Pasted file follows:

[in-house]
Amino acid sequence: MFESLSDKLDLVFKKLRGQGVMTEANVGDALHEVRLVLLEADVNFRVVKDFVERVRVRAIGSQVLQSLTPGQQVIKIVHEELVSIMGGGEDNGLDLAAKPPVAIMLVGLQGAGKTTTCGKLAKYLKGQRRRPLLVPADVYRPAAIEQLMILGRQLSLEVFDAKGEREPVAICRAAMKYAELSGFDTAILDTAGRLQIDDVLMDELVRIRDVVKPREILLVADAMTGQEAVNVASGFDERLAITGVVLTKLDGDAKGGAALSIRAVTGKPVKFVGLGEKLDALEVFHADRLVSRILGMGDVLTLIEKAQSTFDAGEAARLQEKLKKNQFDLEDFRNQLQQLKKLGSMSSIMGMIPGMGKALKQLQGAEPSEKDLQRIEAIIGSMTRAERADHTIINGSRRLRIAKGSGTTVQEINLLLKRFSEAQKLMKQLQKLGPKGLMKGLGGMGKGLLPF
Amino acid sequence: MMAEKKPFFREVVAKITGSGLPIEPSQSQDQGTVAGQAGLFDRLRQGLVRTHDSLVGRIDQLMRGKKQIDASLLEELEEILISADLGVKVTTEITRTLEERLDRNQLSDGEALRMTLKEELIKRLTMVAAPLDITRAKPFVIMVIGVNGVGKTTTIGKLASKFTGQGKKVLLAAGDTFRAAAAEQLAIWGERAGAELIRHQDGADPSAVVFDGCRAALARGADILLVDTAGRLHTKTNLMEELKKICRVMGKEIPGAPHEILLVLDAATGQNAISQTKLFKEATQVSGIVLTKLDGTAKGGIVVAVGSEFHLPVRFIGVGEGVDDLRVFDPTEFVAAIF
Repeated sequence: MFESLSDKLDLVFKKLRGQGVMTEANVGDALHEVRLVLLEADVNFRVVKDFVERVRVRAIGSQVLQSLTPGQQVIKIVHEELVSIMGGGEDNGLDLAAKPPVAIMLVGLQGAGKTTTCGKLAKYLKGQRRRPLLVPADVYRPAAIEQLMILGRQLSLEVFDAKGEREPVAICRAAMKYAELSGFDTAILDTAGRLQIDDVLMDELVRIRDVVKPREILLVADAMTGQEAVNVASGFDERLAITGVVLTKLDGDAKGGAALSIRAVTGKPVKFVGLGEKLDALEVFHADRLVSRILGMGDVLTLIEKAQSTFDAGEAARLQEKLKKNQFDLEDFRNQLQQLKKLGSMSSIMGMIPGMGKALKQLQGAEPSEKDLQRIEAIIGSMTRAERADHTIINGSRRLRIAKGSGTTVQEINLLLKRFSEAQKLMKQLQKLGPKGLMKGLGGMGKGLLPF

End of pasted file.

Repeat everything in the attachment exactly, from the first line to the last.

[in-house]
Amino acid sequence: MFESLSDKLDLVFKKLRGQGVMTEANVGDALHEVRLVLLEADVNFRVVKDFVERVRVRAIGSQVLQSLTPGQQVIKIVHEELVSIMGGGEDNGLDLAAKPPVAIMLVGLQGAGKTTTCGKLAKYLKGQRRRPLLVPADVYRPAAIEQLMILGRQLSLEVFDAKGEREPVAICRAAMKYAELSGFDTAILDTAGRLQIDDVLMDELVRIRDVVKPREILLVADAMTGQEAVNVASGFDERLAITGVVLTKLDGDAKGGAALSIRAVTGKPVKFVGLGEKLDALEVFHADRLVSRILGMGDVLTLIEKAQSTFDAGEAARLQEKLKKNQFDLEDFRNQLQQLKKLGSMSSIMGMIPGMGKALKQLQGAEPSEKDLQRIEAIIGSMTRAERADHTIINGSRRLRIAKGSGTTVQEINLLLKRFSEAQKLMKQLQKLGPKGLMKGLGGMGKGLLPF
Amino acid sequence: MMAEKKPFFREVVAKITGSGLPIEPSQSQDQGTVAGQAGLFDRLRQGLVRTHDSLVGRIDQLMRGKKQIDASLLEELEEILISADLGVKVTTEITRTLEERLDRNQLSDGEALRMTLKEELIKRLTMVAAPLDITRAKPFVIMVIGVNGVGKTTTIGKLASKFTGQGKKVLLAAGDTFRAAAAEQLAIWGERAGAELIRHQDGADPSAVVFDGCRAALARGADILLVDTAGRLHTKTNLMEELKKICRVMGKEIPGAPHEILLVLDAATGQNAISQTKLFKEATQVSGIVLTKLDGTAKGGIVVAVGSEFHLPVRFIGVGEGVDDLRVFDPTEFVAAIF
Repeated sequence: MFESLSDKLDLVFKKLRGQGVMTEANVGDALHEVRLVLLEADVNFRVVKDFVERVRVRAIGSQVLQSLTPGQQVIKIVHEELVSIMGGGEDNGLDLAAKPPVAIMLVGLQGAGKTTTCGKLAKYLKGQRRRPLLVPADVYRPAAIEQLMILGRQLSLEVFDAKGEREPVAICRAAMKYAELSGFDTAILDTAGRLQIDDVLMDELVRIRDVVKPREILLVADAMTGQEAVNVASGFDERLAITGVVLTKLDGDAKGGAALSIRAVTGKPVKFVGLGEKLDALEVFHADRLVSRILGMGDVLTLIEKAQSTFDAGEAARLQEKLKKNQFDLEDFRNQLQQLKKLGSMSSIMGMIPGMGKALKQLQGAEPSEKDLQRIEAIIGSMTRAERADHTIINGSRRLRIAKGSGTTVQEINLLLKRFSEAQKLMKQLQKLGPKGLMKGLGGMGKGLLPF